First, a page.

In order to provide a level playing field the Commission favours a strategy of ownership neutrality in the regulatory and supervisory treatment of a financial firm which would be the same regardless of whether it is an Private Indian, Private Foreign, Co-operative or Public Sector. This in view of the commission would lead to a level playing field .
The Commission has also taken trouble of drafting a Law I am not sure how much of this law will go through in the same fashion when it emerges finally from the Parliament. But it is a commendable effort the Commission has given us a 450 section draft of the Indian Financial Code.
This will make the task of writing the Law much easier because very eminent lawyers were associated with drafting of the Law. I must also mention powerful dissenting notes that have been appended to the Commission™s report.
Profession Jayant Verma, has expressed concerns about the authorization requirements for financial service providers. He believes that potentially this will become all encompassing and bring even innocuous activities like a classroom lecture under its ambit .
Three members, Mrs. Udeshi, Dr. P J Naik, Mr. Malegham disagree with the allocation of responsibilities on Capital Controls between the Ministry of Finance and the RBI while the responsibility for regulating inward capital flow of capital has been assigned to the Ministry of Finance and outward capital flows to the RBI. These three members want the current primacy of the RBI over the external sector to be retained. Dr. P J Naik also disagrees with the role of the Ministry of Finance which he once served with great distinction. He disagrees for the role envisaged for MOF in the draft code especially the role of FSDC in particular his concern relates to FSDC having excessive powers and responsibilities that can potentially curtail autonomy of regulators . I suppose his fears arises from the fact that the FSDC will be chaired by the Finance Minister.
Dr. Naik also disagrees with the recommendation in the principle based Law and he favours a common Law approach. Shri Malegham disagrees with the regulation of non-banking financial companies, in particular he is opposed to the recommendations for only deposit taking NBFC™s should be regulated by the RBI.
I have given you the flavour of the report the recommendations, the dissent what do we do now . Admittedly, drafting an Indian Financial Code will be a major milestone in Indian Financial Sector Reforms, in contrast with previous attempts at decontrol and deregulation, FSLRC requires positive input when acting legislation and constructing structure of Government agencies . This is much harder than economic liberalization that really means decontrol. The essence ofFSLRC implementation lies in the creation state capacity commensurate with the sophisticated financial system for a multi trillion dollar economy . In fact a number of financial sector professional in India is woefully inadequate even for the size of the economy that we have today not to speak of the multitrillion economy that we aspire to become in thenext couple of decades . We need to handle this challenge of drafting a financial code at three levels, firstly, a legislative challenge of all steps from now to enactment of agreed legislation to a massive capacity building challenge on numerous fronts particularly in the number of financial sector professionals that we train and employ; three handling the complex problem of transition from shifting the present framework to the new framework . The Ministry of Finance will have to embark on concerted efforts to reach the report and the draft code to the public at large and obtain feedback and comments on the report and educate financial sector professionals on the way forward.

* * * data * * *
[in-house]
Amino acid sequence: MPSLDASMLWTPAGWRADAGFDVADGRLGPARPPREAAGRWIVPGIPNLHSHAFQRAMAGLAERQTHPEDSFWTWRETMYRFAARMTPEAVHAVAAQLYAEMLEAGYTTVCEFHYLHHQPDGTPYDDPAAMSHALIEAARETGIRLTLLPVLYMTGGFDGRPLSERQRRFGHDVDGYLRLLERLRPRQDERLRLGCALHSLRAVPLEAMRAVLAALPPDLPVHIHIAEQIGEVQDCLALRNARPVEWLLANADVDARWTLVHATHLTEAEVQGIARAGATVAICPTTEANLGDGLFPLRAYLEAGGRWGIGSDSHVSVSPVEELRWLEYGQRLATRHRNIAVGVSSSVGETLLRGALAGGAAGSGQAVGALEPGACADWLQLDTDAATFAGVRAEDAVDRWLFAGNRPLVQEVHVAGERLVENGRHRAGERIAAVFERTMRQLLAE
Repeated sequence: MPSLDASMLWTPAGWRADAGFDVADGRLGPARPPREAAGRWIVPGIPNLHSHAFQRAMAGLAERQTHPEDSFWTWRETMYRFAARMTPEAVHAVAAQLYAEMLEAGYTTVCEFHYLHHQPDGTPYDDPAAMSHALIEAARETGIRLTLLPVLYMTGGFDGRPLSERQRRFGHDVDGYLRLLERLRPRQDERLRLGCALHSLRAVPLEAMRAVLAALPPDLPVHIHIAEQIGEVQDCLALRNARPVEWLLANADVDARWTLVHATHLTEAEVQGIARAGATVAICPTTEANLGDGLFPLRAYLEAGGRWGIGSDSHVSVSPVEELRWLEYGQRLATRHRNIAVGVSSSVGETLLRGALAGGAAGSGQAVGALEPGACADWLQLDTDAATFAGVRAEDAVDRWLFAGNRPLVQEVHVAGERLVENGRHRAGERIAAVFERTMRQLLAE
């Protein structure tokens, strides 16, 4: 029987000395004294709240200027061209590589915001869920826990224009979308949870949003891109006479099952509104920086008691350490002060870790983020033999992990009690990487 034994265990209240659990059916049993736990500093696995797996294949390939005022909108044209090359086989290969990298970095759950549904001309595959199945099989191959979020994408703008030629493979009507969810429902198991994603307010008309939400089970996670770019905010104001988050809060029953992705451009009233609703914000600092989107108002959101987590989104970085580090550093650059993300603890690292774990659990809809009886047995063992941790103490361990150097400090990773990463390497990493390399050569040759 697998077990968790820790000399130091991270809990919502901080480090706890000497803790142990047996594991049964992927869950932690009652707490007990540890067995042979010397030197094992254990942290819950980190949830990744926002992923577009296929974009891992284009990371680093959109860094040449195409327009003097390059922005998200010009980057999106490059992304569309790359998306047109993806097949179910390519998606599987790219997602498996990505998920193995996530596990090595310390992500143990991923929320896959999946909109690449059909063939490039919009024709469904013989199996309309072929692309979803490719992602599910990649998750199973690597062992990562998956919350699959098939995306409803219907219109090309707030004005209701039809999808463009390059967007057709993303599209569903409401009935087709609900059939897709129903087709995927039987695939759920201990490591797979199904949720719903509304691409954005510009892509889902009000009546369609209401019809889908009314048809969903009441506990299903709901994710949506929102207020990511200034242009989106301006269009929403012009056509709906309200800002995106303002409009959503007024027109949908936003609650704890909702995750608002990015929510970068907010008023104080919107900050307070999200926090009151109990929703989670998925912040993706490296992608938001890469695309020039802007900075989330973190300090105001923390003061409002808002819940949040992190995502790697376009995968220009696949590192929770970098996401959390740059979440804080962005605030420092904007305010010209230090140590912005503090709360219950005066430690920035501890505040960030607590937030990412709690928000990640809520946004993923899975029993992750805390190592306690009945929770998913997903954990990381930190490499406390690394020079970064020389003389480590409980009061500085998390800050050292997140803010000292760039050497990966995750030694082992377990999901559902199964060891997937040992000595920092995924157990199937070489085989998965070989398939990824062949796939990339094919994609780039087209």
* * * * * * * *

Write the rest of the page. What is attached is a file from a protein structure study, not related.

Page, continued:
This would involve holding seminars and conferences across the country and I would encourage ICSI and other institutions to organize more of these . I will encourage officers of the Ministry of Finance to participate in these Seminars and Conferences . In addition we need to focus on experts and practitioners including financial professionals,lawyers , regulatory staff and perhaps judges . We will need to set up a formal mechanism through which feedback and comments are submitted and consolidated.
Various units of the Ministry of Finance who need to carry out the required inter-departmental and inter-agency consultations on the proposed challenges alongside very careful analysis of every sentence of the existing laws, and every section of the proposed code will need to be taken up before we agree upon large scale repeals of legislations .
Passing legislation in India is not easy with coalitions and the legitimization of obstruction as a parliamentary tactic nevertheless we cannot give up we are duty bound to the people of this country to put in place a financial regulatory system that will serve us well for the next 50 more years. While we embark on these tasks, there is something that we can do in the interim . Many of the elements of the FSLRC recommended legal processes are not repugnant to the presentlaws . Therefore, I suggest that the Ministry of Finance and the regulatory agencies may look seriously at operationalisingsome of these elements at the earliest even within the scope of the present laws for e.g. detailed and structural stakeholders consultations before issue of new regulations that can be done under the present law. A basic cause benefit analysis of regulation that can be done under present laws . However, these would require considerable internalorganizational strengthening, capacity building and workflow modification . I hope that in the Ministry of Finance we can start pursuing these goals forthwith .
Ladies and gentlemen , I see a very rich and detailed programme for the rest of the day. I am sure there will be a lively discussion on the pros and cons of the recommendation in the deliberations in the schedule . I wish the deliberation success and once again would like to compliment Shri Ananthasubramanian , Shri Vaid , Shri Sahoo of the ICSI and all others of the ICSI for taking the initiative in organising the National Seminar . I thank both Shri K P Krishnan and Ms. ChitraRamakrishna for their valuable inputs.